At Musée Maillol there were large, gawking crowds but no one seemed immersed in their own realm of reverie. This is because Pop Art is more like a visual imposition at this point. It is more discursive than affective, more dogmatic than enigmatic. Indeed, its lack of intricate mystery seems to limit the possibilities of interpretation, since there is little that is overlapping or interlaced that requires mental elasticity to disentangle. With the exception of the beautiful Andy Warhol “Electric Chair” silkscreen from 1971 (from his efficacious Electric Chair series) there are almost no vague forms that compete with the ground. When I noticed this, it occurred to me that this maintaining of the conventional figure/ground distinction was culturally clueless at the time from the point of view of counter-cultural calculations. According to the epoch-defining psychedelic experience and the Upanishads, a book that many culturally enlightened folks were reading, our universe is made up of consciousness playing an elaborate game of hide-and-seek.

Edward Ruscha, “Large Trademark with Eight Spotlights” (1962), oil, house paint, ink, and graphite pencil on canvas, 170 x 338.1 cm, (© Ed Ruscha)

Both Dine’s “Black Shovel #2” (1962) and “Double Isometric Self Portrait (Serape)” (1964) are non-empathetic. Like much of ‘60s art beyond Pop, they do not offer much of a way for viewers to experience their own powers to imaginatively project feelings and perceptions onto the art object. There is nothing suggesting needing the viewer’s efforts to create a psychic engagement with the art outside of a relationship of passive consumption. This point may be best exemplified by Ed Ruscha’s painting “Large Trademark with Eight Spotlights” (1962) that reeks of the accustomed immediate and bright platitudes of the corporate logo. Warhol’s “Nine Jackies” (1964) is the best “painting” in the show with actual emotional depth, but his notorious vulgar provocation that “good business is the best art” plays right into the simulation conformity that is so culturally inert. Katz’s repulsive “Alex” (1968) perfectly focuses the mind on the investment mindset of collectors and the bullish trend in the contemporary art market that has changed the entire art world for the worse. Collectors who buy art because they like it are being crowded out by wealthy investment bankers who buy art to invest. Contemporary artists feel increasing pressure to play into the market in order to “succeed” so we have now a plethora of self-mythologizing artists who try to advance their careers by playing to the mass media and by creating corporate-like signature brands.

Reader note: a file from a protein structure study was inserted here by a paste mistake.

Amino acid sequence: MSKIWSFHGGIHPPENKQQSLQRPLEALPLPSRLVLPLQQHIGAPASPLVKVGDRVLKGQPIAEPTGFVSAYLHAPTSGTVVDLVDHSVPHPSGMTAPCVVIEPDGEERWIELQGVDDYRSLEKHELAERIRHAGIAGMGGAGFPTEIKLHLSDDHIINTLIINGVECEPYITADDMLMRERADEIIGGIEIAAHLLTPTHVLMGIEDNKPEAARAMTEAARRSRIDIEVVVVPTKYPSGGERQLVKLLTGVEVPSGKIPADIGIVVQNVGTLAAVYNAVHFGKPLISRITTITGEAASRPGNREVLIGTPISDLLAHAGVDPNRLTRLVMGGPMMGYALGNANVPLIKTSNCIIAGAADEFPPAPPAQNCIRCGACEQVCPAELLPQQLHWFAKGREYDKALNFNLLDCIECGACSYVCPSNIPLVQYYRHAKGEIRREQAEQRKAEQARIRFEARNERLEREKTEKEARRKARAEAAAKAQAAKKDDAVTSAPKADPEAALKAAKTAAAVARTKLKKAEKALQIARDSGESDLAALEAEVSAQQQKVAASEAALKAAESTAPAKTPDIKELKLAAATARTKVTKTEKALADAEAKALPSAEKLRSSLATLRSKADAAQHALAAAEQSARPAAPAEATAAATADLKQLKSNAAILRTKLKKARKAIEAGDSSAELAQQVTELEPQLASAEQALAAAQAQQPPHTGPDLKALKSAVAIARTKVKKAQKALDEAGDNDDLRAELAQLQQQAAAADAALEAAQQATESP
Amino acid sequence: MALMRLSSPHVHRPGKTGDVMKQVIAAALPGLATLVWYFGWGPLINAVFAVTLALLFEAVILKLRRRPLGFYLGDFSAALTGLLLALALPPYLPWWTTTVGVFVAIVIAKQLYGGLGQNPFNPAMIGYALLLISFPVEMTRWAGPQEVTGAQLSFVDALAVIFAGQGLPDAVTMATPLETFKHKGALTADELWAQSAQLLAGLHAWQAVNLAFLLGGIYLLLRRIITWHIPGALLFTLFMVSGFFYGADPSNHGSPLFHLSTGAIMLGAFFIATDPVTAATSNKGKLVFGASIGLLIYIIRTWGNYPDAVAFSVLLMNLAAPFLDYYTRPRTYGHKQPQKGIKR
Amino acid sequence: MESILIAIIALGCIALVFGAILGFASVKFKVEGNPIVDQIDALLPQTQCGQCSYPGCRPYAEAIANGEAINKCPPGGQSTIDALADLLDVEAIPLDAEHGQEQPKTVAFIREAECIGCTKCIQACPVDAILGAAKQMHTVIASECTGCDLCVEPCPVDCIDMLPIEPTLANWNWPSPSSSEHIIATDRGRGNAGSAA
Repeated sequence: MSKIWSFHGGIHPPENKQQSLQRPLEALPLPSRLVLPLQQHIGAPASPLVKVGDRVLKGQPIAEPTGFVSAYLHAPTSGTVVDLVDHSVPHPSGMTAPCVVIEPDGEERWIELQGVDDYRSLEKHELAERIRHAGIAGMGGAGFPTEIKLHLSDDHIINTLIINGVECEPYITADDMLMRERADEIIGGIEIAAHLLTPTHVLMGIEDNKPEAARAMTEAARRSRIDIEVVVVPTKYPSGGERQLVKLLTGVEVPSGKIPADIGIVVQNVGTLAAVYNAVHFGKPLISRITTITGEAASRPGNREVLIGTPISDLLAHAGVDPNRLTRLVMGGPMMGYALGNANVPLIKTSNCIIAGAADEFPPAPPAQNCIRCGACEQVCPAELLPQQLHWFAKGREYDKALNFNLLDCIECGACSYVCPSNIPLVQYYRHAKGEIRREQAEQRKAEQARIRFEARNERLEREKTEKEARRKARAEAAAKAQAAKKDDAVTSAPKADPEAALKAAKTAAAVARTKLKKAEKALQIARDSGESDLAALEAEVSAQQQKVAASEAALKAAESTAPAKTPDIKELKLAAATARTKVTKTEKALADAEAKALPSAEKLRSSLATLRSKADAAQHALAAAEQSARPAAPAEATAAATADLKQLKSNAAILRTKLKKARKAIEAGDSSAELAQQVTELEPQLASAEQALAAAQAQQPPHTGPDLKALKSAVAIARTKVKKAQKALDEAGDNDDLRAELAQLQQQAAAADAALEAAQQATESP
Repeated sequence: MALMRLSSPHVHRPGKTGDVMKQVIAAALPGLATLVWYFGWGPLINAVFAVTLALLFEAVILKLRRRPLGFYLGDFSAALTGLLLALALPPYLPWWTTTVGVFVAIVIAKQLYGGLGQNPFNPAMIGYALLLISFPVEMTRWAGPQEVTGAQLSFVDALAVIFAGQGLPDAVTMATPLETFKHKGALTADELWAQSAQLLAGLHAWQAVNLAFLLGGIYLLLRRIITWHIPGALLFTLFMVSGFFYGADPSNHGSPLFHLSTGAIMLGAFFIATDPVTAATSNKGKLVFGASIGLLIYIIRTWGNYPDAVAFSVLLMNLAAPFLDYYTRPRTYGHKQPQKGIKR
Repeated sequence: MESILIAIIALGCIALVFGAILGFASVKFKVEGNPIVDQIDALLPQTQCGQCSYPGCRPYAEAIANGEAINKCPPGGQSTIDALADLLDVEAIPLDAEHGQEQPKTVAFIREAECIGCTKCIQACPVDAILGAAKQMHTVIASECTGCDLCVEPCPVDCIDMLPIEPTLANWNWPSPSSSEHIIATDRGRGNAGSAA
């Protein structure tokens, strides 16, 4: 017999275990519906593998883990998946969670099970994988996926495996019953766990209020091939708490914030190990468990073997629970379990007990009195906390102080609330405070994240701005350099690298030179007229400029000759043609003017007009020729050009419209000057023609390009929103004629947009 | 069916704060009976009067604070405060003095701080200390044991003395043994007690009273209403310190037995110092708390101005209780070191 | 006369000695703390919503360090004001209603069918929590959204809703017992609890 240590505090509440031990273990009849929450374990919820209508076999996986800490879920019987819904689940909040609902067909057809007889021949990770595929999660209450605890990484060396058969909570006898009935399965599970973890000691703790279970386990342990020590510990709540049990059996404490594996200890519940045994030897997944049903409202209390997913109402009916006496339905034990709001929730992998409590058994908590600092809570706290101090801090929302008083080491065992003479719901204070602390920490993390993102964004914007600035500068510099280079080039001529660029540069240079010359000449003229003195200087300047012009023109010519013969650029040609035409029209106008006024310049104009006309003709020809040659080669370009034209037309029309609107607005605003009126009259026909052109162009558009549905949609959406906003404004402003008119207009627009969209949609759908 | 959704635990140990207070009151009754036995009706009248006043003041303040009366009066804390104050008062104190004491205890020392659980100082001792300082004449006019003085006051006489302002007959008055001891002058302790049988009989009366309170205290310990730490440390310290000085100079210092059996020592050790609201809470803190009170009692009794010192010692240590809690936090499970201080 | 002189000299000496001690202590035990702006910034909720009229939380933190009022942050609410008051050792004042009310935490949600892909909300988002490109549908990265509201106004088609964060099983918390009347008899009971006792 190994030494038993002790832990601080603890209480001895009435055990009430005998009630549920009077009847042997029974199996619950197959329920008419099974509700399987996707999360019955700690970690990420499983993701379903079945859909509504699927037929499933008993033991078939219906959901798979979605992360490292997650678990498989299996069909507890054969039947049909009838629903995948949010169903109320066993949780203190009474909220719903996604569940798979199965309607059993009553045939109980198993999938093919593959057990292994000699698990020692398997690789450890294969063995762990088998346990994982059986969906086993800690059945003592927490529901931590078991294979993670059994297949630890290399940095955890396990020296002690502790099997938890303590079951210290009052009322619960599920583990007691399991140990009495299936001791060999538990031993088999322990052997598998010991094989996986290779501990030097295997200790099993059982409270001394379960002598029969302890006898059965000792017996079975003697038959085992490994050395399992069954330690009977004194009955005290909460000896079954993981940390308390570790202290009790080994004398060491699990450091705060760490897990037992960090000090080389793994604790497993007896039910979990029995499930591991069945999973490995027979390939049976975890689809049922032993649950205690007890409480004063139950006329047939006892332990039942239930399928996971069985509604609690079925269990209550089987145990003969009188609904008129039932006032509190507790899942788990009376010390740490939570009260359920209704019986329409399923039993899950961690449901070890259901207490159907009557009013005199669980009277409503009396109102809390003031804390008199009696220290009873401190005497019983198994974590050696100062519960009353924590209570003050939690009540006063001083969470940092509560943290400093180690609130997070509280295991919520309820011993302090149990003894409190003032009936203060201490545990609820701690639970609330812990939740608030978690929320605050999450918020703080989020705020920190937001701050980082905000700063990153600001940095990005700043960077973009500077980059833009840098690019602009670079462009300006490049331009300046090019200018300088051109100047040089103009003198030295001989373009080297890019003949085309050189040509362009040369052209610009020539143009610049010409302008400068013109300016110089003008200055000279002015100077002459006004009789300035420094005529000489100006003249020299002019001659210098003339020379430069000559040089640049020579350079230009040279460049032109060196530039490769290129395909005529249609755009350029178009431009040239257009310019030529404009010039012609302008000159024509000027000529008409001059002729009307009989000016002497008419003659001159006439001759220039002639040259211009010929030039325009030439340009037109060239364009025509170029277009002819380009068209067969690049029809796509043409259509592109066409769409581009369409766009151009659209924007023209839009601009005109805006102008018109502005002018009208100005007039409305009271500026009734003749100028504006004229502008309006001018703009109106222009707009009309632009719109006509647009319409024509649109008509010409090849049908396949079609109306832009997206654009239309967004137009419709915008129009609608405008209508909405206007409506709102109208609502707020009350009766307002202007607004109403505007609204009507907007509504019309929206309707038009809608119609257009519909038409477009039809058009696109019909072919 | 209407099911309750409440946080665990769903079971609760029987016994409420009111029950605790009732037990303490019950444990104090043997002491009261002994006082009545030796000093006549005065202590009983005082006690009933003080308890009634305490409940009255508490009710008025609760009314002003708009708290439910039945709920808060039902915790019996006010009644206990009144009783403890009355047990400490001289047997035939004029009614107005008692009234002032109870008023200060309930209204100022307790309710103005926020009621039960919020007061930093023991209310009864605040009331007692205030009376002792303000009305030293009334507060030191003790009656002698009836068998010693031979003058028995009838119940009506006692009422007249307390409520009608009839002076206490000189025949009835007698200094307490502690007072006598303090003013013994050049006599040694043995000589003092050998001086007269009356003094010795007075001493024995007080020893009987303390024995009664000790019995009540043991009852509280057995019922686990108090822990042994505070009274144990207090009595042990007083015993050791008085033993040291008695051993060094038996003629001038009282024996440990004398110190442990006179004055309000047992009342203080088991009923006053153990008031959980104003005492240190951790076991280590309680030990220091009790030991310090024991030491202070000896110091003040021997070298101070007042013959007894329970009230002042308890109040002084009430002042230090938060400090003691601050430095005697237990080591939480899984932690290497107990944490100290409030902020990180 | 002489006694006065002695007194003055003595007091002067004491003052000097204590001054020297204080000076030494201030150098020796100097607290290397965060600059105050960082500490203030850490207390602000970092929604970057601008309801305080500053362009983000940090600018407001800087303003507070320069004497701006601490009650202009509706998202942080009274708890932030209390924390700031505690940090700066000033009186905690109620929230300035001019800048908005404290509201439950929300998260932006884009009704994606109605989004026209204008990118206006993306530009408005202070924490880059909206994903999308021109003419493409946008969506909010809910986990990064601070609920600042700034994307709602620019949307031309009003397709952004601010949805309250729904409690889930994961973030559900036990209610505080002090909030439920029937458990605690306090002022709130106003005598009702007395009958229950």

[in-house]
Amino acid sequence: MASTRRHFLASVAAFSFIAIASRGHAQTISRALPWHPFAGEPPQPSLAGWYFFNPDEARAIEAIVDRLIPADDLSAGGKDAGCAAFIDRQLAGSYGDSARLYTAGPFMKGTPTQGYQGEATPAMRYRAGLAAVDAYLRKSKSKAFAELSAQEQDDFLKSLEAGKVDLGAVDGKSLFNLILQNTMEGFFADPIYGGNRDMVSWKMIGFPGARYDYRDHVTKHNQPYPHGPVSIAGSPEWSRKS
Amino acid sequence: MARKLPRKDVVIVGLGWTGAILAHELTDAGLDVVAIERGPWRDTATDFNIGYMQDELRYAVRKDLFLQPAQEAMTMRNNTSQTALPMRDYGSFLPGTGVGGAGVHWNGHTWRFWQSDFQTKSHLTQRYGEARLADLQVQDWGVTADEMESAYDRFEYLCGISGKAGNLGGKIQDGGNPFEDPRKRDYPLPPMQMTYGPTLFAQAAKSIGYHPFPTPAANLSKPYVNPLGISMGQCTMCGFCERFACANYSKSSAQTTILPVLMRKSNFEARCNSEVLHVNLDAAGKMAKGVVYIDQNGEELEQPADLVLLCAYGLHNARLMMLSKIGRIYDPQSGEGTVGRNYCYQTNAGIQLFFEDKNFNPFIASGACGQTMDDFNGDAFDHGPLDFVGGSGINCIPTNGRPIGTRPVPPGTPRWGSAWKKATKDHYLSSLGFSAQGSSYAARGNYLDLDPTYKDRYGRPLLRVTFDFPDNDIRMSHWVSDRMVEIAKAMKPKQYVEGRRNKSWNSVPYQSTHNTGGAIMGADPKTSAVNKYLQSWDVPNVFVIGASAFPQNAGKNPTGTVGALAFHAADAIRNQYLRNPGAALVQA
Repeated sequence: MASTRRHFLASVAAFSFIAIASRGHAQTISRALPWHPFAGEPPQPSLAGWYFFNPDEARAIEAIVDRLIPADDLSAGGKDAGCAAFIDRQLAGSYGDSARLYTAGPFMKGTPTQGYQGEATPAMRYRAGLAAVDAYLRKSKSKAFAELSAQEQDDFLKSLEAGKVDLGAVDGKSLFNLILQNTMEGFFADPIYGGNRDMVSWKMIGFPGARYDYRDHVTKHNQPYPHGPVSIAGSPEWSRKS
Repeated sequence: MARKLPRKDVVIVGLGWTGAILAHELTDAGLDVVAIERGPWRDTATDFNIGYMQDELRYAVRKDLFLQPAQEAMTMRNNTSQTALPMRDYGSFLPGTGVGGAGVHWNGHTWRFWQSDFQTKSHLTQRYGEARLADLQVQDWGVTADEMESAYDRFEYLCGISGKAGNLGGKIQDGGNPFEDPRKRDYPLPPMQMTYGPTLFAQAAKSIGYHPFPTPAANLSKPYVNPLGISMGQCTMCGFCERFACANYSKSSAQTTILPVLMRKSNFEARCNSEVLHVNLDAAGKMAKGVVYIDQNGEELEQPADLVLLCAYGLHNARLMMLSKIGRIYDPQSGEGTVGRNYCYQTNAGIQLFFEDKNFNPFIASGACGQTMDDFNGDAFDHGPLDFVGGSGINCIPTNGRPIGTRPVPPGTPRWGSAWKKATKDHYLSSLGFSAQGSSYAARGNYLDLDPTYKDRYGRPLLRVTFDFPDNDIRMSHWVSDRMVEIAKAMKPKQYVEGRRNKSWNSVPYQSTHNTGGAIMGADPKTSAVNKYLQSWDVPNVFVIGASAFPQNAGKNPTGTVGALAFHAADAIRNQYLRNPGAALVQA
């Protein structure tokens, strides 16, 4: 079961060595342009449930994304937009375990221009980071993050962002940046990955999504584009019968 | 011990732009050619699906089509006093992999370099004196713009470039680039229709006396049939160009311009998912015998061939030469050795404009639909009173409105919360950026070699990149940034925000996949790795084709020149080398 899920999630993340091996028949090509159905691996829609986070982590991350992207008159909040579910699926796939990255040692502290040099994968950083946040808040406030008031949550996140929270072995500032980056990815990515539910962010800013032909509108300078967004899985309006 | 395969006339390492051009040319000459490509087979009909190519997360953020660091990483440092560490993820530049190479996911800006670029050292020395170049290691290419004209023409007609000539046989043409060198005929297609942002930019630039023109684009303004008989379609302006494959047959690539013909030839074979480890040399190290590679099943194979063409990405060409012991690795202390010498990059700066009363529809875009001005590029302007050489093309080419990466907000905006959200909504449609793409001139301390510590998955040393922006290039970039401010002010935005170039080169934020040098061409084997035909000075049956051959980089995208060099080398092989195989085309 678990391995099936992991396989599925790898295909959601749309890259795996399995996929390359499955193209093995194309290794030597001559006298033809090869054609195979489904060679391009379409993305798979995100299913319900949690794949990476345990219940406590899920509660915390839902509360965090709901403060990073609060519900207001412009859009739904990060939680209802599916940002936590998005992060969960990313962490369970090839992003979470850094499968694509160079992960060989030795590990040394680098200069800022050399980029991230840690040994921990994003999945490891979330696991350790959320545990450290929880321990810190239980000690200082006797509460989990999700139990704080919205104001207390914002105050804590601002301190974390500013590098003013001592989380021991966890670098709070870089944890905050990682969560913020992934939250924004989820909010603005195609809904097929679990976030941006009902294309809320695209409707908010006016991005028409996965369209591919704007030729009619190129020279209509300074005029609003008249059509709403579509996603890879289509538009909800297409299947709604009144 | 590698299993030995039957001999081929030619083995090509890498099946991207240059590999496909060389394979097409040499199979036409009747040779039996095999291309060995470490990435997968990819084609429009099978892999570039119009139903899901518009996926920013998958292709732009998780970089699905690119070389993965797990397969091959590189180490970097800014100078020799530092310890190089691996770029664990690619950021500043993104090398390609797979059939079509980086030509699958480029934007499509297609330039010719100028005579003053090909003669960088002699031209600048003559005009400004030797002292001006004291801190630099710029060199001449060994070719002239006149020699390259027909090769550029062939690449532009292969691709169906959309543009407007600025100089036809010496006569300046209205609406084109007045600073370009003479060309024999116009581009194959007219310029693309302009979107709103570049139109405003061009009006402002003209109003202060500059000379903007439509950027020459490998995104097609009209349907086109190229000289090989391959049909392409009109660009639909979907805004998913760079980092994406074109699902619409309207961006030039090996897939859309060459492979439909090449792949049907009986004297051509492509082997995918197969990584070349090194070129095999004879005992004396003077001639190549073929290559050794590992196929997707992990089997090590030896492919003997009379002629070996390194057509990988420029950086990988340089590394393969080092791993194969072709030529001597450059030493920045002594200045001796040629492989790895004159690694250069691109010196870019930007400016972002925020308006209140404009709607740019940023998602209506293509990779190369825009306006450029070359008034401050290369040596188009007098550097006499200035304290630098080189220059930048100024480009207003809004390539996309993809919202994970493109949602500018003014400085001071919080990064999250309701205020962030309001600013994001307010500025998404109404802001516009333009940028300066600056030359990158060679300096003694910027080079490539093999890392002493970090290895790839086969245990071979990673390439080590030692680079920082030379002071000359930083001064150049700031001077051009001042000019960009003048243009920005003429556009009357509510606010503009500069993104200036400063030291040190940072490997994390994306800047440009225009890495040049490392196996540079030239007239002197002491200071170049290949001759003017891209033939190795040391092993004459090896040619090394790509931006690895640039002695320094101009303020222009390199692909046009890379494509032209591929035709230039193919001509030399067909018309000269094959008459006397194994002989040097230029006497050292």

Alex Katz, “Alex” (1968), oil on aluminum, 182,2 x 47,6 x 11,4 cm (© Alex Katz / Adagp, Paris, 2017)

Only the darker, more indeterminate art of Robert Rauschenberg — here represented with merely one lithograph “Landmark” (1968) — challenges with some no-logo savoir-faire that pop regime of seeing. Actually, “Landmark” is not as good of an example of this as his “Surface Series from Currents” lithograph series (1970) not in featured in this show, because those prints are somber and densely rhizomatic. They are concurrently layered images that suggest a connected (if ruined) communication system, rather than celebrating a fully functional one as most Pop Art does. In Rauschenberg’s rendering of our media society, one sees the “pop” where a bubble explodes into noise and where information and meaning implodes into pure effect losing original content or meaning. Rauschenberg’s prints demand a different kind of looking, akin to the aggregated viewpoints of Cubism or simultaneously watching many televisions tuned into different channels. With Rauschenberg, there is no obvious hierarchy of images to scan and unpack. There is no unpacking. Thus the trajectory of visual exploration is of our own choosing.

Robert Rauschenberg, “Landmark” (1968), lithography 108 × 76,5 cm, acquired through the Print Committee (© Adagp, Paris, 2017 © 2008 – 2015 ULAE)

So his is an anti-pop visual pleasure where everything feels equally connected to the ground and to everything else. It invites the viewer into the position of an active visualizing participant and thus provides a legitimate metaphor for art as a form of Pop-shattering engagement. Very little else in Pop Art: Icons that Matter rewards the inner (private) human condition or resists the social/political/commercial spectacle that tries to consume it.

Pop Art: Icons that Matter continues at Musée Maillol (61 rue de Grenelle, Paris) through January 21.